A Government Accountability Office (GAO) report this week on the 340B Drug Pricing Program suggests hospitals have a financial incentive to prescribe 340B drugs and recommends that Congress take action to reduce these incentives – a conclusion America’s Essential Hospitals called “unfounded’ and troubling.
The GAO report responded to a request by congressional lawmakers several years ago for a comparison of financial characteristics and Medicare Part B drug spending by disproportionate share hospitals (DSH) participating in the 340B program and non-participating hospitals.
The GAO found that hospitals participating in the 340B program provide more uncompensated and charity care than their non-participating counterparts. The GAO also raised questions, however, about certain 340B DSH hospitals providing less charity care, particularly in an analysis of major teaching hospitals.
Regarding Medicare Part B drug spending, the GAO found that hospitals participating in the 340B program have significantly higher per-beneficiary spending than non-participating hospitals. It rejected a link between higher spending and patients’ health status, as well as other potential causes for the difference, and concluded, instead, that the differences must be explained by financial incentives. The GAO based its conclusion largely on a risk adjustment methodology that the Medicare Payment Advisory Commission has said “typically underpredicts the cost of the highest cost beneficiaries.”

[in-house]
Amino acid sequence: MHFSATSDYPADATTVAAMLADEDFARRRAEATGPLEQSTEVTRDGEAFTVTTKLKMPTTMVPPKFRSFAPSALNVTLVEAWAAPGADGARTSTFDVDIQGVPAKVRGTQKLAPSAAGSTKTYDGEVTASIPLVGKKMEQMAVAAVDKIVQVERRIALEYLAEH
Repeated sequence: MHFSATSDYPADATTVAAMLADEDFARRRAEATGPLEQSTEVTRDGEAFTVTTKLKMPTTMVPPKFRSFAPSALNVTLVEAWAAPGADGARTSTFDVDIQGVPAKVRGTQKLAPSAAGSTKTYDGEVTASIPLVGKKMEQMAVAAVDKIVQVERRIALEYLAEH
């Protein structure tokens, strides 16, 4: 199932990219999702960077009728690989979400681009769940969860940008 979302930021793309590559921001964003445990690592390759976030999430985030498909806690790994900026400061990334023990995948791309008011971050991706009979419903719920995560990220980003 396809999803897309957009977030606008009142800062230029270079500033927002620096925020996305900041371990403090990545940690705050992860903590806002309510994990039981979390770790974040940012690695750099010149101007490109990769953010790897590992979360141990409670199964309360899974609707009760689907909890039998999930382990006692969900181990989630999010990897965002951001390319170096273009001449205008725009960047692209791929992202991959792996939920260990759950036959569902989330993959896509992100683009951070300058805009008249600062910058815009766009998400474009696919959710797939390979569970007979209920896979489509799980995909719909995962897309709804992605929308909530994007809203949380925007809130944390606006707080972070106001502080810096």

The U.S. Department of Health and Human Services (HHS), in its response to the report, challenged the GAO’s methodology and warned that its conclusion is not supported by the analysis. HHS suggested additional examination, including whether differences in spending were related to better quality and outcomes or differences in where drugs are prescribed. Despite HHS’ challenge to the study’s validity, The GAO recommended that Congress consider “eliminating the incentive to prescribe more drugs or more expensive drugs than necessary to treat Medicare Part B beneficiaries at 340B hospitals.”
In a July 6 statement, America’s Essential Hospitals said it was “surprised and disappointed” by the report. “We are particularly troubled by the GAO’s unfounded conclusion that hospitals that serve our nation’s most vulnerable patients inappropriately prescribe medications to Medicare beneficiaries for financial gain.”
Contact Sarah Mutinsky, JD, MPH, deputy general counsel for America’s Essential Hospitals, at email@example.com with questions.